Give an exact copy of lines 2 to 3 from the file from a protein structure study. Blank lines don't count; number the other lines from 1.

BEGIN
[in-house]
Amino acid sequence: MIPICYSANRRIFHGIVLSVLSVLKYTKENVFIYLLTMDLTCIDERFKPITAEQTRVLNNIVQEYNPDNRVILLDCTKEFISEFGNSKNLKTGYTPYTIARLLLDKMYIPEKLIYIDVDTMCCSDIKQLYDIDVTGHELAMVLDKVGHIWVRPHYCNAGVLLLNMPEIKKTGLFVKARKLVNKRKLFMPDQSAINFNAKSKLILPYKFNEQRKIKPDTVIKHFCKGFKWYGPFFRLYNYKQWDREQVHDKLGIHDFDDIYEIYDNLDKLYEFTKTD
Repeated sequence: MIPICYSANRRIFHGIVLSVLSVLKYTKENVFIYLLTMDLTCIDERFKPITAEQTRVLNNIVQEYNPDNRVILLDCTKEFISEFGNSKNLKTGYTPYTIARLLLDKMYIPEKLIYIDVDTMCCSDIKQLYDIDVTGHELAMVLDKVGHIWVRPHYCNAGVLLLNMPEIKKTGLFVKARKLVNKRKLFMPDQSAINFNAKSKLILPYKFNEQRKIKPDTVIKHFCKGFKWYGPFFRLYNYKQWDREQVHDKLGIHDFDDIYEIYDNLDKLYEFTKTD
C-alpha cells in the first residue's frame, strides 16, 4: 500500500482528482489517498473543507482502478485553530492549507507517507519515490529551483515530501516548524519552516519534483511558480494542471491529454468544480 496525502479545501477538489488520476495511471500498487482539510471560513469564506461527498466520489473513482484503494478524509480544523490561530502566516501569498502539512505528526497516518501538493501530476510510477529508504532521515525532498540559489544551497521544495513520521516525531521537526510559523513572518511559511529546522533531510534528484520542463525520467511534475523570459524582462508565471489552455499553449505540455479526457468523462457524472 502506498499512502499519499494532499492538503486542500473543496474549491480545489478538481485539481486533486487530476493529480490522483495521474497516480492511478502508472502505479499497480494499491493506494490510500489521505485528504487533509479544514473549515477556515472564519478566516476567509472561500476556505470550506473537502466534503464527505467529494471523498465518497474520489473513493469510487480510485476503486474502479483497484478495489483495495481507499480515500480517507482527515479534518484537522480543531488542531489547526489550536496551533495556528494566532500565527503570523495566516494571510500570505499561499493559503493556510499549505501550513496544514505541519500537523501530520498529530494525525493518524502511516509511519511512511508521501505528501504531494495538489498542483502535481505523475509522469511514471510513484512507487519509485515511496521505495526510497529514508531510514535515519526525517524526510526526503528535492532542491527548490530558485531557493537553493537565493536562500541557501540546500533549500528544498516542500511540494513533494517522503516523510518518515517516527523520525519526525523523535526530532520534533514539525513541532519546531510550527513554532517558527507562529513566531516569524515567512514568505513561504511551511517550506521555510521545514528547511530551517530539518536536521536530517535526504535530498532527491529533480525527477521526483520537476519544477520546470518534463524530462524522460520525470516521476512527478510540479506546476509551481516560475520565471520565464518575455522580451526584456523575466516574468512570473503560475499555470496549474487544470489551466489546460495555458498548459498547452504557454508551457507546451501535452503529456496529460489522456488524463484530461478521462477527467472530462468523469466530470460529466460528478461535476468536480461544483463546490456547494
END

Amino acid sequence: MIPICYSANRRIFHGIVLSVLSVLKYTKENVFIYLLTMDLTCIDERFKPITAEQTRVLNNIVQEYNPDNRVILLDCTKEFISEFGNSKNLKTGYTPYTIARLLLDKMYIPEKLIYIDVDTMCCSDIKQLYDIDVTGHELAMVLDKVGHIWVRPHYCNAGVLLLNMPEIKKTGLFVKARKLVNKRKLFMPDQSAINFNAKSKLILPYKFNEQRKIKPDTVIKHFCKGFKWYGPFFRLYNYKQWDREQVHDKLGIHDFDDIYEIYDNLDKLYEFTKTD
Repeated sequence: MIPICYSANRRIFHGIVLSVLSVLKYTKENVFIYLLTMDLTCIDERFKPITAEQTRVLNNIVQEYNPDNRVILLDCTKEFISEFGNSKNLKTGYTPYTIARLLLDKMYIPEKLIYIDVDTMCCSDIKQLYDIDVTGHELAMVLDKVGHIWVRPHYCNAGVLLLNMPEIKKTGLFVKARKLVNKRKLFMPDQSAINFNAKSKLILPYKFNEQRKIKPDTVIKHFCKGFKWYGPFFRLYNYKQWDREQVHDKLGIHDFDDIYEIYDNLDKLYEFTKTD